Public interest in privacy is also spawning consumer startups in secure communications and private browsing. Emerging are companies that help people find out if their private information is being circulated on the dark web, the shadowy, difficult-to-access areas of the internet where stolen personal data, drugs and weapons are sold.

While consumers aren’t compelled by regulation to meet new standards, there’s growing evidence that many are taking measures to enhance their privacy online. The Pew Research Center released a report last week that said 74% of Facebook users have adjusted their privacy settings in the past 12 months, while 26% said they deleted the Facebook app entirely.

“Everyone thought we were stupid, and now everyone is paying attention,” said Dimitri Sirota, CEO of BigID. “I would even say it is feverish.

Enrique Salem, a managing director at Bain Capital Ventures, said he is actively looking for investments in companies that help keep data secure and private and that help businesses meet government regulations. One recent Bain investment in the area is LeapYear Technologies, which allows companies—Apple is a customer, Mr. Salem said—to get access to user data for analysis without needing to know the identities of the people it belongs to. While the idea of protecting data isn’t new, the category has come back to the forefront with new overlays of regulation and broader data privacy concerns, he said.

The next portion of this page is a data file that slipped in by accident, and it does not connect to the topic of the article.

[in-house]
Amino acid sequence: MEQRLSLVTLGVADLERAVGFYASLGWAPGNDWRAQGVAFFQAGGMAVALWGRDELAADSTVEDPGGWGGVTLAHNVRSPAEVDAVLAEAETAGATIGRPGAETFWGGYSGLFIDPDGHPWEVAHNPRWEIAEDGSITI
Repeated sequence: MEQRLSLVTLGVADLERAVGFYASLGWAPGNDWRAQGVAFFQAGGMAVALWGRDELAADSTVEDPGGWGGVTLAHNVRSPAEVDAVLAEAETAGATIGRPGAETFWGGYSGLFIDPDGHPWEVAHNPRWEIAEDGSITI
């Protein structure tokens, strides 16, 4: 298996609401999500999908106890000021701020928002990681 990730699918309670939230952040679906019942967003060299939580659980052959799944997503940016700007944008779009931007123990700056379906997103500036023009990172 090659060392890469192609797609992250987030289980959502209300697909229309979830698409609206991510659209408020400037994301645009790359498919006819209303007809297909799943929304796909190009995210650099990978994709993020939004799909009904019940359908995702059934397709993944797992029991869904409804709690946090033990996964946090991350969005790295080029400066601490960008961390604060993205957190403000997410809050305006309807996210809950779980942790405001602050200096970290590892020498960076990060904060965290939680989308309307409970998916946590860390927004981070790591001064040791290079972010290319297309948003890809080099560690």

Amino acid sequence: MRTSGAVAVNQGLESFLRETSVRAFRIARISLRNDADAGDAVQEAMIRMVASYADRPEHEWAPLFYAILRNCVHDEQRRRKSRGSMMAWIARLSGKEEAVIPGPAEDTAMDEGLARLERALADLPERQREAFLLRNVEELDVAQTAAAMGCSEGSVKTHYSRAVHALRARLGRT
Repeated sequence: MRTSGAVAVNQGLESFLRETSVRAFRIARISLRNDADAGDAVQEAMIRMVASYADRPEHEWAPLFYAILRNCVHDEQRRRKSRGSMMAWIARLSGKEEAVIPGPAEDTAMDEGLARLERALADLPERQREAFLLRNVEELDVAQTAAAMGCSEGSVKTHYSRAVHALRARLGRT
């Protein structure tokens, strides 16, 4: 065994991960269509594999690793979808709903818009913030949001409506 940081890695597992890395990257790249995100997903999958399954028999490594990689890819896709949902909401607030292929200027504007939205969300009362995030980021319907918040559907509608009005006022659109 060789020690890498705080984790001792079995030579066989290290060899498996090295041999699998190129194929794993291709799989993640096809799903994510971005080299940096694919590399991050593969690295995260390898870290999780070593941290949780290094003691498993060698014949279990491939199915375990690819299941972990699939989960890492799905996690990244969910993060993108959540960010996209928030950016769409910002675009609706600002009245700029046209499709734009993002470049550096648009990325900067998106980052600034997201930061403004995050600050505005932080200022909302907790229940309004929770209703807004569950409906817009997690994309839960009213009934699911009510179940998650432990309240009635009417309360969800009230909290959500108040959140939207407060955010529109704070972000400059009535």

“I think those things coming together, plus the amount of data that everyone is using every day, makes it an area ripe for investment,” he said.

On top of the opportunity to invest in a new category of technology, some venture capitalists, like Bob Ackerman, founder, and managing director at AllegisCyber, a venture capital firm that focuses on early-stage cybersecurity investments, see the category as an important one for investment for societal reasons.

“From a democracy, privacy and freedom perspective, it is essential,” Mr. Ackerman said. “For me, this discussion we’re having is a very high priority.”

Mr. Ackerman has also noticed a phenomenon of startups with only a peripheral focus on privacy using buzzwords like GDPR in their pitches to grab his attention. He tries to avoid the ones that are merely jumping on the privacy bandwagon and looks for more meaningful technology. “Entrepreneurs are clever,” he said. “I think a lot of people are trying to wrap themselves in the GDPR and privacy flag.”

Sizable acquisitions of privacy startups are also sparking more interest in the category. Last month, a company called InfoArmor, which sells an identity protection technology, was acquired for $525 million by Allstate, the insurance company. Dino Boukouris, director at Momentum Cyber, a boutique mergers and acquisitions consultancy, said the InfoArmor sale demonstrated that high returns are possible for investors in the category.

“As an investor and operator in the space, I see these all as positive signs for the industry as a whole,” he said.